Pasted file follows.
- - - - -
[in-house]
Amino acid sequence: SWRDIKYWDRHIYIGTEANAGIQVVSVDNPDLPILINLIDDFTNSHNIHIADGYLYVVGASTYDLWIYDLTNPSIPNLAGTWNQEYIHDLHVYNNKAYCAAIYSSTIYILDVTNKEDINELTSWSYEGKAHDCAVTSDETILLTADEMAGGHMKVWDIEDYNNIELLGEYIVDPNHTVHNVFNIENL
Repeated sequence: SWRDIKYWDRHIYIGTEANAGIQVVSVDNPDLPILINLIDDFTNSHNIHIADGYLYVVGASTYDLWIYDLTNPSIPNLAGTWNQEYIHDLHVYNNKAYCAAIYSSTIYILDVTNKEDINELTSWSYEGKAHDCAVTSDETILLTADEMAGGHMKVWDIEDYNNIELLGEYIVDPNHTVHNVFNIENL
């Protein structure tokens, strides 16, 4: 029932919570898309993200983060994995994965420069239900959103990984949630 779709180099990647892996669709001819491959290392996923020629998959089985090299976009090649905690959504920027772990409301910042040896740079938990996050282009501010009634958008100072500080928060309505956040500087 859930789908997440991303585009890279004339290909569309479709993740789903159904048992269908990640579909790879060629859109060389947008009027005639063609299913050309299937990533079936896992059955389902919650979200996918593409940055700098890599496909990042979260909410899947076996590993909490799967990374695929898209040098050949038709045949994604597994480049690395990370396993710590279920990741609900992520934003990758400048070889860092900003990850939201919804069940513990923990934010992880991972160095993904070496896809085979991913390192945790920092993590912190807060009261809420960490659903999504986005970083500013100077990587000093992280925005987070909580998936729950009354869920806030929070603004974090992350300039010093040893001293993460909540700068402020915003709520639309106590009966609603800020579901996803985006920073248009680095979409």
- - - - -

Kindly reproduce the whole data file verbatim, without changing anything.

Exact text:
[in-house]
Amino acid sequence: SWRDIKYWDRHIYIGTEANAGIQVVSVDNPDLPILINLIDDFTNSHNIHIADGYLYVVGASTYDLWIYDLTNPSIPNLAGTWNQEYIHDLHVYNNKAYCAAIYSSTIYILDVTNKEDINELTSWSYEGKAHDCAVTSDETILLTADEMAGGHMKVWDIEDYNNIELLGEYIVDPNHTVHNVFNIENL
Repeated sequence: SWRDIKYWDRHIYIGTEANAGIQVVSVDNPDLPILINLIDDFTNSHNIHIADGYLYVVGASTYDLWIYDLTNPSIPNLAGTWNQEYIHDLHVYNNKAYCAAIYSSTIYILDVTNKEDINELTSWSYEGKAHDCAVTSDETILLTADEMAGGHMKVWDIEDYNNIELLGEYIVDPNHTVHNVFNIENL
């Protein structure tokens, strides 16, 4: 029932919570898309993200983060994995994965420069239900959103990984949630 779709180099990647892996669709001819491959290392996923020629998959089985090299976009090649905690959504920027772990409301910042040896740079938990996050282009501010009634958008100072500080928060309505956040500087 859930789908997440991303585009890279004339290909569309479709993740789903159904048992269908990640579909790879060629859109060389947008009027005639063609299913050309299937990533079936896992059955389902919650979200996918593409940055700098890599496909990042979260909410899947076996590993909490799967990374695929898209040098050949038709045949994604597994480049690395990370396993710590279920990741609900992520934003990758400048070889860092900003990850939201919804069940513990923990934010992880991972160095993904070496896809085979991913390192945790920092993590912190807060009261809420960490659903999504986005970083500013100077990587000093992280925005987070909580998936729950009354869920806030929070603004974090992350300039010093040893001293993460909540700068402020915003709520639309106590009966609603800020579901996803985006920073248009680095979409």